Posting days: Sunday and Wednesday and, sometimes, maybe, extra ‘news flashes’!
Wednesday February 17th 2016
It has taken a very long time to disentangle and categorise the many disparate threads of Hairy One’s ‘strange’ behaviours.
As some may remember, for many months, as I struggled with her apparently inexplicable rages, I feared that she might be too disturbed to respond to training, that she would always be an angry and frustrated dog, that her fits of rage emanated from neurological damage and that her condition would deteriorate. In the early days, when I took her to her vets at RSPCA Newbrook Farm, I was very afraid that they might diagnose an incurable brain disease and recommend that she should be put to sleep. (Always the optimist.)
Gradually, I have recognised patterns in her behaviour, and most of what were once very disturbing and upsetting phenomena now seem reasonable responses to distress.
Tail chasing seems to emanate from frustration. And Isis, unsurprisingly, had a very, very low frustration threshold. Having her collar and lead put on, waiting by the door even for a few seconds, being restrained for any reason, having food taken away, e.g. scraps she’d picked up in the park, frustration at having emptied her food dish: all these would spark tail chasing and barbering and, until relatively recently, biting her tail hard and making it bleed.
At the moment she has a ridiculously long tassel on the end of her tail. This marks the length all of the tail hair would all be if she hadn’t intervened with nature. During each of the two autumns which she has spent with me, she has razored the longest hairs from her tail until only a few strands remain.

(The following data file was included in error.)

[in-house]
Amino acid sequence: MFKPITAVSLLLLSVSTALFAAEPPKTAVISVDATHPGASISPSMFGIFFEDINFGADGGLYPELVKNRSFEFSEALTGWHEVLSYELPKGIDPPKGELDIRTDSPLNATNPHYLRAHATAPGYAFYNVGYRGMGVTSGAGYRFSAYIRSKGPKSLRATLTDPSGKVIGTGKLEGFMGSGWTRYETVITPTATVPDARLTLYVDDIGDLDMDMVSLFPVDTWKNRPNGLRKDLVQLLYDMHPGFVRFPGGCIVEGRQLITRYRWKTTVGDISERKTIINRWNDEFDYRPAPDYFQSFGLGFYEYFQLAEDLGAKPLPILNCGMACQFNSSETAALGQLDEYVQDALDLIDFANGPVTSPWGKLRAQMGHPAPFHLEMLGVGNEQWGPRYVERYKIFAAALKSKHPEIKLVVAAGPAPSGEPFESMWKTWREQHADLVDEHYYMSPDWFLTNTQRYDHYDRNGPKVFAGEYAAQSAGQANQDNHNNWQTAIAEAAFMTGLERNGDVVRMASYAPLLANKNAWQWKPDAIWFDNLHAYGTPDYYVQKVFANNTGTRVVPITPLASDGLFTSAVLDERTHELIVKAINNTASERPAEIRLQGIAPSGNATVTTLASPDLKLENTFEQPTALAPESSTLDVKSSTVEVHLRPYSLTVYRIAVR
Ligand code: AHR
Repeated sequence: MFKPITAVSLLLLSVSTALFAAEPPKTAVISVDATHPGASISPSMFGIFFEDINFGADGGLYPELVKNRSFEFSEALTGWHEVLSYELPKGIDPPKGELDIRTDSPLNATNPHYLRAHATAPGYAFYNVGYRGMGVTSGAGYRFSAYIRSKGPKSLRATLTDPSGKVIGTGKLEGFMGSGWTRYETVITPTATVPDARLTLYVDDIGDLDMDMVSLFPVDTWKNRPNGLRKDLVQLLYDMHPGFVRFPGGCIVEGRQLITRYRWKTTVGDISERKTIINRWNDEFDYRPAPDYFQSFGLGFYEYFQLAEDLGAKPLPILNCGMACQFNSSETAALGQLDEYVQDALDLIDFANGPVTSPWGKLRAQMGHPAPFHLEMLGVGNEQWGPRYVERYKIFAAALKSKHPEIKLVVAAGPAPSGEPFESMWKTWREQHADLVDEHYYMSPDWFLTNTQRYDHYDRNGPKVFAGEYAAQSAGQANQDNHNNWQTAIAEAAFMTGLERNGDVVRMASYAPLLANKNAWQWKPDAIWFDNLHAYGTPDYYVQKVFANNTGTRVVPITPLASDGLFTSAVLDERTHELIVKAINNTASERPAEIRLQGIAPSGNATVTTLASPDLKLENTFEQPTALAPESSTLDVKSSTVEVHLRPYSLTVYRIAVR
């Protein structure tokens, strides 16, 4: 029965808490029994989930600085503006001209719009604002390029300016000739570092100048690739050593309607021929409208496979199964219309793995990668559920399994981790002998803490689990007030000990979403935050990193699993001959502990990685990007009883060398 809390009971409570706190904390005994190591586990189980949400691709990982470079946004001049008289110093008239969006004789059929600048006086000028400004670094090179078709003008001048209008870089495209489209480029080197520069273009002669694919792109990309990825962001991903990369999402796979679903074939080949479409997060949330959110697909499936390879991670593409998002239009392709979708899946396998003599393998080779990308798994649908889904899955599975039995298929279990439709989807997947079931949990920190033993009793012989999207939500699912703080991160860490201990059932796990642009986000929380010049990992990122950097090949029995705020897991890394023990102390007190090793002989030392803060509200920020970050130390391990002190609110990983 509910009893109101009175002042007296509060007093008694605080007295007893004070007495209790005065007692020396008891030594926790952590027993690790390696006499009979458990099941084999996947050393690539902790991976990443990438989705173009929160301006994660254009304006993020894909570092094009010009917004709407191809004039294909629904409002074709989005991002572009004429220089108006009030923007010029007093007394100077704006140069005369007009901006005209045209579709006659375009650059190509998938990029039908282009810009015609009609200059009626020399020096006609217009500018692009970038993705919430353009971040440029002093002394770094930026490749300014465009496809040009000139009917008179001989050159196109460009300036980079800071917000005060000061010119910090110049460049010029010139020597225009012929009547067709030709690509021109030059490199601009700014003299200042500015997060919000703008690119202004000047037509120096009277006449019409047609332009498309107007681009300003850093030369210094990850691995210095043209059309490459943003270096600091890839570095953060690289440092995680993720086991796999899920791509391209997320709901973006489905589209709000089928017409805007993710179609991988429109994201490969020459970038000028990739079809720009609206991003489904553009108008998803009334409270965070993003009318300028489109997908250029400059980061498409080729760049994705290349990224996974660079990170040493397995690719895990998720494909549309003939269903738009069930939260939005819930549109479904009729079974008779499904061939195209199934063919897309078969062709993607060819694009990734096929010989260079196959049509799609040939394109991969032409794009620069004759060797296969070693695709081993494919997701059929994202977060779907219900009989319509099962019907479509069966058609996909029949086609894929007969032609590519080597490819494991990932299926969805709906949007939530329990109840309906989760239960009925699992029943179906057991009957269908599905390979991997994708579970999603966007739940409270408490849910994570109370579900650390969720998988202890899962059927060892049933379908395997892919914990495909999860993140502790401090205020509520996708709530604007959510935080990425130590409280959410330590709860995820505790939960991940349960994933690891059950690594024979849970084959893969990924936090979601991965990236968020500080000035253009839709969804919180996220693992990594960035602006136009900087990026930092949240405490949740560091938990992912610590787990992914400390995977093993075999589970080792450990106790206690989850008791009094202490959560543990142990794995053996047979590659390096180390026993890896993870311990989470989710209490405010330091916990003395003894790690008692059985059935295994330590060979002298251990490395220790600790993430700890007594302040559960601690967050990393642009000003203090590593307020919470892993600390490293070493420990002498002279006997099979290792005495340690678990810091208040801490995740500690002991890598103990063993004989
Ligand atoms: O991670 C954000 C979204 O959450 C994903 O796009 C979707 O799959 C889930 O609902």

Her ‘shaved’ right thigh and her persistent and furious gnawing and biting of her back feet, though, I now believe to be associated with her anal gland problems. Apparently, her gland openings are very small and block easily which is why she needs to have them emptied monthly. Since this has been addressed she has not bitten her feet hard enough to break the skin, and no longer barbers her thigh.
But she still has sudden bursts of anger when she snarls loudly, sticks a back paw in her mouth and utters explosive YARR, YARR, YARRs as she worries it. This, I have discovered, is most likely to happen if she is startled when she is sleeping. It happens when I am close by and accidentally touch her with my foot. It happens too when a light is bothering her.
The most violent ‘attacks’ – and they really are attacks – come, apparently, out of the blue and occur most often during the night. One minute she is sound asleep and the next she is snarling viciously and grabbing at herself like a deranged hen. She appears to be beside herself, and it is easy to get caught in the crossfire. But she never deliberately bites me. These attacks only happen while she is sleeping or on the verge of sleep and are most frequent at night. Watching her it is hard not to conclude that she is having dog nightmares. Once I touch her awake, she winds down very quickly and soon drops off again.
Harriet has said that I can keep her dog Penny’s Thundershirt for a few weeks. The results so far have been promising and I decide to record exactly what happens before and after on each occasion Isis wears the shirt.
For some reason, last night was punctuated by snarly wake-ups. Tonight the shirt comes to bed with us and we’ll see what happens.
Isis came from the Aeza cat and dog rescue and adoption centre in Aljezur, Portugal. For information about adopting an animal from the centre, contact firstname.lastname@example.org or www.dogwatchuk.co.uk